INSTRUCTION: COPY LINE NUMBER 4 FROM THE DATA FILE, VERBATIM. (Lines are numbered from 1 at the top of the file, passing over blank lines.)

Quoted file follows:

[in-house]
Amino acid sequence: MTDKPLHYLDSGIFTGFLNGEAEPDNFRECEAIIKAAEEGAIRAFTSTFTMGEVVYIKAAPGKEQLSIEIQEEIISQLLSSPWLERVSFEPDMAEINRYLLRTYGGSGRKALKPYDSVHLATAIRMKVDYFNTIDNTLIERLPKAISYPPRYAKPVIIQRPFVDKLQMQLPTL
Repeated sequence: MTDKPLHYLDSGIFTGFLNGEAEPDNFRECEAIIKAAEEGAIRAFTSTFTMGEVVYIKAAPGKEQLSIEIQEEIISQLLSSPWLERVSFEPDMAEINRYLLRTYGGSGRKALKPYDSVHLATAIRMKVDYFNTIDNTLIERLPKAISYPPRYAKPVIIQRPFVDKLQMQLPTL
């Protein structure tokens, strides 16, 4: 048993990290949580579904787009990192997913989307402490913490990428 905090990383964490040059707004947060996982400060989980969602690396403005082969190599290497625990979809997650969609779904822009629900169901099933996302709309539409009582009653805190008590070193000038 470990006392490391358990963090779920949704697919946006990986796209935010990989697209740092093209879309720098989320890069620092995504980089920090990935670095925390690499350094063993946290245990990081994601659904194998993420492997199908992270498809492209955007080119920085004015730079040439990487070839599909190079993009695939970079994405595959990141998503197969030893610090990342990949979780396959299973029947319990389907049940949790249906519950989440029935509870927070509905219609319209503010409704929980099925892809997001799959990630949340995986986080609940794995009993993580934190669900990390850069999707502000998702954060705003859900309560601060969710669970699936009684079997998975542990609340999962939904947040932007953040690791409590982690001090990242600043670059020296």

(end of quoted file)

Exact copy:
């Protein structure tokens, strides 16, 4: 048993990290949580579904787009990192997913989307402490913490990428 905090990383964490040059707004947060996982400060989980969602690396403005082969190599290497625990979809997650969609779904822009629900169901099933996302709309539409009582009653805190008590070193000038 470990006392490391358990963090779920949704697919946006990986796209935010990989697209740092093209879309720098989320890069620092995504980089920090990935670095925390690499350094063993946290245990990081994601659904194998993420492997199908992270498809492209955007080119920085004015730079040439990487070839599909190079993009695939970079994405595959990141998503197969030893610090990342990949979780396959299973029947319990389907049940949790249906519950989440029935509870927070509905219609319209503010409704929980099925892809997001799959990630949340995986986080609940794995009993993580934190669900990390850069999707502000998702954060705003859900309560601060969710669970699936009684079997998975542990609340999962939904947040932007953040690791409590982690001090990242600043670059020296």